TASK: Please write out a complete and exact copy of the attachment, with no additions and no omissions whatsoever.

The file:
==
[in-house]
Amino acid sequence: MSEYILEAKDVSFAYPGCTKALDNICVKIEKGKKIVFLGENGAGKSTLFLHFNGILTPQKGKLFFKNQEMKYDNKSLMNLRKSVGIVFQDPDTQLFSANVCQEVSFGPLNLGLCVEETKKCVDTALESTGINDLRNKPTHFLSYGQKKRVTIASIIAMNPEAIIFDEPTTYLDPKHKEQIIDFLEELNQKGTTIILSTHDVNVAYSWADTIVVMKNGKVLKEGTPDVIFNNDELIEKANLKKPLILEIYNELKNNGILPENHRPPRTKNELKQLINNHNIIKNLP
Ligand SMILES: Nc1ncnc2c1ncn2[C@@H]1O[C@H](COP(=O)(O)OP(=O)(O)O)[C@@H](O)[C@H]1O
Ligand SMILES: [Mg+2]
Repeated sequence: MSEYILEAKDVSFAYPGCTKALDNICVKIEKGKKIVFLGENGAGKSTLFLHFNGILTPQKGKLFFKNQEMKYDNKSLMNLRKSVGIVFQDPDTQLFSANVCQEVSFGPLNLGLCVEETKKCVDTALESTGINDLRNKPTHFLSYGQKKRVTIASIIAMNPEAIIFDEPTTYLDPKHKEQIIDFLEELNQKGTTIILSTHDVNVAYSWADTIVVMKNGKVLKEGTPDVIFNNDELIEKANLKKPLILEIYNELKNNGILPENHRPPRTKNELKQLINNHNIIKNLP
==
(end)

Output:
[in-house]
Amino acid sequence: MSEYILEAKDVSFAYPGCTKALDNICVKIEKGKKIVFLGENGAGKSTLFLHFNGILTPQKGKLFFKNQEMKYDNKSLMNLRKSVGIVFQDPDTQLFSANVCQEVSFGPLNLGLCVEETKKCVDTALESTGINDLRNKPTHFLSYGQKKRVTIASIIAMNPEAIIFDEPTTYLDPKHKEQIIDFLEELNQKGTTIILSTHDVNVAYSWADTIVVMKNGKVLKEGTPDVIFNNDELIEKANLKKPLILEIYNELKNNGILPENHRPPRTKNELKQLINNHNIIKNLP
Ligand SMILES: Nc1ncnc2c1ncn2[C@@H]1O[C@H](COP(=O)(O)OP(=O)(O)O)[C@@H](O)[C@H]1O
Ligand SMILES: [Mg+2]
Repeated sequence: MSEYILEAKDVSFAYPGCTKALDNICVKIEKGKKIVFLGENGAGKSTLFLHFNGILTPQKGKLFFKNQEMKYDNKSLMNLRKSVGIVFQDPDTQLFSANVCQEVSFGPLNLGLCVEETKKCVDTALESTGINDLRNKPTHFLSYGQKKRVTIASIIAMNPEAIIFDEPTTYLDPKHKEQIIDFLEELNQKGTTIILSTHDVNVAYSWADTIVVMKNGKVLKEGTPDVIFNNDELIEKANLKKPLILEIYNELKNNGILPENHRPPRTKNELKQLINNHNIIKNLP